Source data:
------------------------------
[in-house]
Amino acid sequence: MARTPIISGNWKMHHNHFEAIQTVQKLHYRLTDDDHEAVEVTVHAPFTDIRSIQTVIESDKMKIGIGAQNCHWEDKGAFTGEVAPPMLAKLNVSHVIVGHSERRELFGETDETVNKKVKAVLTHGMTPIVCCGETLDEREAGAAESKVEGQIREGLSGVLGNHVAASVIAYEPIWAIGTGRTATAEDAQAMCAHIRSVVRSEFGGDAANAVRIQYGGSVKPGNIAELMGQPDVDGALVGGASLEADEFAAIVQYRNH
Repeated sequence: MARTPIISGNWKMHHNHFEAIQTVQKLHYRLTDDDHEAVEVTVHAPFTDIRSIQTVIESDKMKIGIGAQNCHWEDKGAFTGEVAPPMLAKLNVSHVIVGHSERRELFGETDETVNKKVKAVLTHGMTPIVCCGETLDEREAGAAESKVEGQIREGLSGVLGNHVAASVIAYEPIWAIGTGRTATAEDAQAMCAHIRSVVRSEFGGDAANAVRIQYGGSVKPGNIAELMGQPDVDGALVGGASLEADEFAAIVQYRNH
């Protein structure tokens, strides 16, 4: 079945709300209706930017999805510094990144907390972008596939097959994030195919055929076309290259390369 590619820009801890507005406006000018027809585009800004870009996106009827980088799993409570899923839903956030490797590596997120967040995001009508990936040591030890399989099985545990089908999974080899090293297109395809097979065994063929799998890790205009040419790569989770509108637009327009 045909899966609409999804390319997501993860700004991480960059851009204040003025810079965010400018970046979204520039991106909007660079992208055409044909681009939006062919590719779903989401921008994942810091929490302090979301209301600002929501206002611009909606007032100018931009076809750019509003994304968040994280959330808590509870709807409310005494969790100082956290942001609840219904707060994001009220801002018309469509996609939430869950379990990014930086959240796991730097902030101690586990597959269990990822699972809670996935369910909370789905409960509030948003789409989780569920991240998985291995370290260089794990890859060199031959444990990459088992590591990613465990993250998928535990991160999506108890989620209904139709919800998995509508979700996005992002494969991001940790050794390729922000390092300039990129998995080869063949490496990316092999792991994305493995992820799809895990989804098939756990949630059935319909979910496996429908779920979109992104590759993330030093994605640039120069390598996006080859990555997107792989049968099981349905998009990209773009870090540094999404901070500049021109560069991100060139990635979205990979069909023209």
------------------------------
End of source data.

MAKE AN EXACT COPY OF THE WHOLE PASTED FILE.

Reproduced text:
[in-house]
Amino acid sequence: MARTPIISGNWKMHHNHFEAIQTVQKLHYRLTDDDHEAVEVTVHAPFTDIRSIQTVIESDKMKIGIGAQNCHWEDKGAFTGEVAPPMLAKLNVSHVIVGHSERRELFGETDETVNKKVKAVLTHGMTPIVCCGETLDEREAGAAESKVEGQIREGLSGVLGNHVAASVIAYEPIWAIGTGRTATAEDAQAMCAHIRSVVRSEFGGDAANAVRIQYGGSVKPGNIAELMGQPDVDGALVGGASLEADEFAAIVQYRNH
Repeated sequence: MARTPIISGNWKMHHNHFEAIQTVQKLHYRLTDDDHEAVEVTVHAPFTDIRSIQTVIESDKMKIGIGAQNCHWEDKGAFTGEVAPPMLAKLNVSHVIVGHSERRELFGETDETVNKKVKAVLTHGMTPIVCCGETLDEREAGAAESKVEGQIREGLSGVLGNHVAASVIAYEPIWAIGTGRTATAEDAQAMCAHIRSVVRSEFGGDAANAVRIQYGGSVKPGNIAELMGQPDVDGALVGGASLEADEFAAIVQYRNH
């Protein structure tokens, strides 16, 4: 079945709300209706930017999805510094990144907390972008596939097959994030195919055929076309290259390369 590619820009801890507005406006000018027809585009800004870009996106009827980088799993409570899923839903956030490797590596997120967040995001009508990936040591030890399989099985545990089908999974080899090293297109395809097979065994063929799998890790205009040419790569989770509108637009327009 045909899966609409999804390319997501993860700004991480960059851009204040003025810079965010400018970046979204520039991106909007660079992208055409044909681009939006062919590719779903989401921008994942810091929490302090979301209301600002929501206002611009909606007032100018931009076809750019509003994304968040994280959330808590509870709807409310005494969790100082956290942001609840219904707060994001009220801002018309469509996609939430869950379990990014930086959240796991730097902030101690586990597959269990990822699972809670996935369910909370789905409960509030948003789409989780569920991240998985291995370290260089794990890859060199031959444990990459088992590591990613465990993250998928535990991160999506108890989620209904139709919800998995509508979700996005992002494969991001940790050794390729922000390092300039990129998995080869063949490496990316092999792991994305493995992820799809895990989804098939756990949630059935319909979910496996429908779920979109992104590759993330030093994605640039120069390598996006080859990555997107792989049968099981349905998009990209773009870090540094999404901070500049021109560069991100060139990635979205990979069909023209």